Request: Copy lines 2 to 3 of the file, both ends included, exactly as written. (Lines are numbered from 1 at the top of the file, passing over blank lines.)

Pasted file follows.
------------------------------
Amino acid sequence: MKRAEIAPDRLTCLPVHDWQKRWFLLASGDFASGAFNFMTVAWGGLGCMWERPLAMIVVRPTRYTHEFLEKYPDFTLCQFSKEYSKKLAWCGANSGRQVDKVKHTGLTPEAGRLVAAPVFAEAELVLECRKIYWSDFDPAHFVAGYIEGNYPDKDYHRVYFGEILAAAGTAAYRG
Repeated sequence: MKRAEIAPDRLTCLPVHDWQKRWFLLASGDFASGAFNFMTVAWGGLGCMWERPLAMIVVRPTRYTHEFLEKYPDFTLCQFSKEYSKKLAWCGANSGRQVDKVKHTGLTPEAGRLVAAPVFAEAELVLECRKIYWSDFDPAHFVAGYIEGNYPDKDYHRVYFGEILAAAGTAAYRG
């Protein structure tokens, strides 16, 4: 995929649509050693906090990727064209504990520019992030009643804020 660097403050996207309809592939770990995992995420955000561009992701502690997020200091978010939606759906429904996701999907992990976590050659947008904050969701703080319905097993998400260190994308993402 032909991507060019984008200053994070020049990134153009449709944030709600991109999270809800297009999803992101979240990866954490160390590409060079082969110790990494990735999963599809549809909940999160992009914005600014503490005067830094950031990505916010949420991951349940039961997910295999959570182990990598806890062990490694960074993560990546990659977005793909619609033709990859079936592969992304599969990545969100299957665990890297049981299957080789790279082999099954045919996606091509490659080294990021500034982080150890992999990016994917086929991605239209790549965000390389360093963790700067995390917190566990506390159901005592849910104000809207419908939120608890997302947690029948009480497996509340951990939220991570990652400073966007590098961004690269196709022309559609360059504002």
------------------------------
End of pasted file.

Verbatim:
Repeated sequence: MKRAEIAPDRLTCLPVHDWQKRWFLLASGDFASGAFNFMTVAWGGLGCMWERPLAMIVVRPTRYTHEFLEKYPDFTLCQFSKEYSKKLAWCGANSGRQVDKVKHTGLTPEAGRLVAAPVFAEAELVLECRKIYWSDFDPAHFVAGYIEGNYPDKDYHRVYFGEILAAAGTAAYRG
């Protein structure tokens, strides 16, 4: 995929649509050693906090990727064209504990520019992030009643804020 660097403050996207309809592939770990995992995420955000561009992701502690997020200091978010939606759906429904996701999907992990976590050659947008904050969701703080319905097993998400260190994308993402 032909991507060019984008200053994070020049990134153009449709944030709600991109999270809800297009999803992101979240990866954490160390590409060079082969110790990494990735999963599809549809909940999160992009914005600014503490005067830094950031990505916010949420991951349940039961997910295999959570182990990598806890062990490694960074993560990546990659977005793909619609033709990859079936592969992304599969990545969100299957665990890297049981299957080789790279082999099954045919996606091509490659080294990021500034982080150890992999990016994917086929991605239209790549965000390389360093963790700067995390917190566990506390159901005592849910104000809207419908939120608890997302947690029948009480497996509340951990939220991570990652400073966007590098961004690269196709022309559609360059504002």